Apart from the licensing regime, the law also refers to other types of approval in the form of registration or authorization. The law provides that CITC’s Board of Directors may require a license, registration or authorization for the provision of specific telecommunications or information technology services (including digital content platforms), possession or the use of ICT devices and the creation of a special telecommunications network. This allows CITC to regulate current, emerging or future technologies through subsequent rules or rulings.

Under the old law, the CITC Board of Directors has the ability to cancel, suspend or modify any license registration. However, this decision must be based on a reasoned reason or following a change in market conditions.

Finally, the law revises the provisions relating to the granting of a licence. It requires CITC approval before making any material change in ownership of a Licensee or Registered Supplier. The CITC must render its decision within 90 days of the filing of an application, failing which the application will be deemed accepted. The Act does not define what constitutes a material change and it is expected that more clarity will be provided in the Rules.

Data protection and cybersecurity

A notable addition to the law is a chapter on the protection of user data and confidential documents. This follows recent developments in Saudi Arabia, including the publication of the Kingdom’s first personal data protection law at the end of 2021. The law requires service providers to comply with the provisions of the new data protection law. personal data when using, controlling or processing any user’s personal data. .

The Act obliges service providers to take all necessary measures and precautions to ensure the protection and confidentiality of users’ personal information and documents. User data cannot be disclosed without the user’s consent. Telephone communications or information disclosed on public communication networks are expressly declared confidential and may not be consulted, viewed or recorded, except as required by law.

Service providers also have a duty to notify users and CITC in the event of a breach of user’s personal data or documents and to take appropriate steps to protect personal data.

The law specifies that the CITC will ensure the protection of cybersecurity and critical infrastructures (defined as the networks and computing devices whose equipment could totally or partially disrupt or undermine the stability or security of the sector) by complying with the decisions issued by the National Cybersecurity Authority (CNA). The law also notes that the CITC will assess each service provider’s level of cybersecurity to ensure that protection is adequate in accordance with the levels expected by the NCA.

Offenses and Penalties

The predicate offense of providing telecommunications services or establishing a public telecommunications network without a license is necessarily broadened to cover the exercise of any activity requiring a licence, registration or authorization under the new regime (see “Licensing , Registration and Authorization” above). . In addition, the law now creates a broader offense with respect to possessing, selling, leasing, making available, manufacturing, producing, or trading in any equipment, service, or software that does not meet specifications. techniques and standards required or which do not otherwise comply with the rules, controls and requirements established by the CITC.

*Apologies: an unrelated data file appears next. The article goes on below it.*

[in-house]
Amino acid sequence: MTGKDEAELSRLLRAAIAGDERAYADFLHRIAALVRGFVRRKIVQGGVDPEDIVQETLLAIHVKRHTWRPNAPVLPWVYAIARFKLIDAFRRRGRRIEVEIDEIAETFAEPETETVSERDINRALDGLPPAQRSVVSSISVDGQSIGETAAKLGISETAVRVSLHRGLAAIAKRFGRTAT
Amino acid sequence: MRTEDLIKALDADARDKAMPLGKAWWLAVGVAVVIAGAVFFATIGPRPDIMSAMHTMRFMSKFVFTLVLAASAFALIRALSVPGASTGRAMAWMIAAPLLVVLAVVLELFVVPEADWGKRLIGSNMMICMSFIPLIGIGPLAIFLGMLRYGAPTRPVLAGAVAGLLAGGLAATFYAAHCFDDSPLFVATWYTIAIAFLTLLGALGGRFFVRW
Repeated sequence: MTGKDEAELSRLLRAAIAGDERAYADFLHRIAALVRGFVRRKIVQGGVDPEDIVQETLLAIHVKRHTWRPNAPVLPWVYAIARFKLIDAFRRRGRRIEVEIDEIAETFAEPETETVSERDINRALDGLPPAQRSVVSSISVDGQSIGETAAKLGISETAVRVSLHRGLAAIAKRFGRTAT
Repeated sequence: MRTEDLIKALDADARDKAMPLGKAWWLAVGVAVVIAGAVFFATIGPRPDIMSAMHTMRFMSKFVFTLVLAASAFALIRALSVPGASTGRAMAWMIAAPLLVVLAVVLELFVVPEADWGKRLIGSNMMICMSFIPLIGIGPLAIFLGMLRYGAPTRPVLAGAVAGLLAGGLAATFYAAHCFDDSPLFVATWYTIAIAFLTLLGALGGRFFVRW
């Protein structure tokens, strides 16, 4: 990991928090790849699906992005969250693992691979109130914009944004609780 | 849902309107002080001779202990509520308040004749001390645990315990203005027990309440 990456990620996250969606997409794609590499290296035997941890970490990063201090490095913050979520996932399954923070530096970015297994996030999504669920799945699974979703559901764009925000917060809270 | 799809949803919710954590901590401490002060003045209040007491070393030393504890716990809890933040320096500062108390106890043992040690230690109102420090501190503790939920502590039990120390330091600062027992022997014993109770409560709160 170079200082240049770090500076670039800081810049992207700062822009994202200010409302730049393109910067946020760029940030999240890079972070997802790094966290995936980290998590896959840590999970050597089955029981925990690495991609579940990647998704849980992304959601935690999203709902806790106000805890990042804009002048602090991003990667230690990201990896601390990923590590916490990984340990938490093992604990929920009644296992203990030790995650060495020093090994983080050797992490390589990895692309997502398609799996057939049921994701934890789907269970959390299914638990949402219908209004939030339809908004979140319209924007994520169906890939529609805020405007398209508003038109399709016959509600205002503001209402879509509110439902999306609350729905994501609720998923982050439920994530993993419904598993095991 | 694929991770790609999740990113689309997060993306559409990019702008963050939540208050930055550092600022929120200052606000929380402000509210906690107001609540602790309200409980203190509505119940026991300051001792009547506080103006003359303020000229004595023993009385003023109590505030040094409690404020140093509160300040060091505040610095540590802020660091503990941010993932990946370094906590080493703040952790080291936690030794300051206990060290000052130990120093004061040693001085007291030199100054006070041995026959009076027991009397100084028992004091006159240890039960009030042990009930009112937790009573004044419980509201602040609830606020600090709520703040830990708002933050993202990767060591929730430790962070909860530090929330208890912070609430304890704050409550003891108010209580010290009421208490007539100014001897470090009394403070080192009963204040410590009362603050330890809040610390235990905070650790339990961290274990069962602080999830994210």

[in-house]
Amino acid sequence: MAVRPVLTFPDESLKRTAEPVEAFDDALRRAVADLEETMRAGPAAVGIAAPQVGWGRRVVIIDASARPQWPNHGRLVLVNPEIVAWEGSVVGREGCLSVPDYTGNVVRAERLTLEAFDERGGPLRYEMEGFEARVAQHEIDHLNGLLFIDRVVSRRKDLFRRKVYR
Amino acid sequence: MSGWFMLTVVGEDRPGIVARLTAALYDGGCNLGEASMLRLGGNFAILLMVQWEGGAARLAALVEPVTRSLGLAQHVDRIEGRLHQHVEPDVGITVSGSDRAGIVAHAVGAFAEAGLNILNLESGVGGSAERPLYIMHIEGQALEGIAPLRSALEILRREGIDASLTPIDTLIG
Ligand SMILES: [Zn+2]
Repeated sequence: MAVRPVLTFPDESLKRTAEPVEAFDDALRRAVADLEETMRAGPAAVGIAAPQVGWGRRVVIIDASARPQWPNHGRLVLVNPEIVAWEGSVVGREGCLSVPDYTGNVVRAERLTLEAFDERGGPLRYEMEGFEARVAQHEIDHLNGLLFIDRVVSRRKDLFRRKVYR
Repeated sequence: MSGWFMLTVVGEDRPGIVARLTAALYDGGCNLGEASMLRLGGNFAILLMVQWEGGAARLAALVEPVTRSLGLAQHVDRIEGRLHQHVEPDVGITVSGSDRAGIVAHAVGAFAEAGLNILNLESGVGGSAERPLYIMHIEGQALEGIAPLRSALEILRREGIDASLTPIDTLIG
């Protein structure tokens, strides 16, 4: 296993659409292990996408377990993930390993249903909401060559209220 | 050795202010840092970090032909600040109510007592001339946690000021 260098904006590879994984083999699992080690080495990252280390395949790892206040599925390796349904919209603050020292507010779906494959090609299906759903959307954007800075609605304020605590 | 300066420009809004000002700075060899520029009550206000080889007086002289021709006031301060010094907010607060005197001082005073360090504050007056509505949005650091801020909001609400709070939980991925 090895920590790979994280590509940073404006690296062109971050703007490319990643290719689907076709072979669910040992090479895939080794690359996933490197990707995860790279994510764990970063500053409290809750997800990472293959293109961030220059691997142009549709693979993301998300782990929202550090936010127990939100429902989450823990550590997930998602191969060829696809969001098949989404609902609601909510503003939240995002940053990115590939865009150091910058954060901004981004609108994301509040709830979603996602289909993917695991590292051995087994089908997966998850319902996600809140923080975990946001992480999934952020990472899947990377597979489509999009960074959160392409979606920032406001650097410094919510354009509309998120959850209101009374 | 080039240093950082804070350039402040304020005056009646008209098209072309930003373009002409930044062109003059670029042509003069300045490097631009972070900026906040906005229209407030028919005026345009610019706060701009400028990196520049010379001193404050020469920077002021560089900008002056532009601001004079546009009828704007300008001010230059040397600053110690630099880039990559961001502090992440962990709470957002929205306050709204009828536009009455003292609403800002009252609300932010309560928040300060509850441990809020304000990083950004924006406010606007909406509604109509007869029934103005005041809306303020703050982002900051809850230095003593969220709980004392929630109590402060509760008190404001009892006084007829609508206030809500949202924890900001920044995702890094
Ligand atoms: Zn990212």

Penalties that may be imposed include a fine of up to SAR 25,000,000 (US$6,657,500), which is in line with the old law. In addition to similar rights for the CITC to suspend the services of any operator who violates their license terms, the law also expressly refers to the total or partial blocking of digital content platforms and the CITC is empowered to provide technical support for the enforcement of final court judgments against digital platform service providers.

Conclusion

The Act introduces new concepts and significantly expanded CITC’s core mandate under the old Act to include providers of digital infrastructure and services in addition to telecommunications network operators. Businesses operating in this space should take steps to assess law enforcement, including licensing, registration, or authorization requirements.

Although the law emphasizes innovation and development of the local ICT sector, this will be subject to the regulatory and governance framework set out in the law and rules.

The law does not directly address specific technologies or issues such as cryptocurrency, NFTs, artificial intelligence, or the metaverse. However, the Rules or future decisions made under the Act may introduce specific regulation in these areas.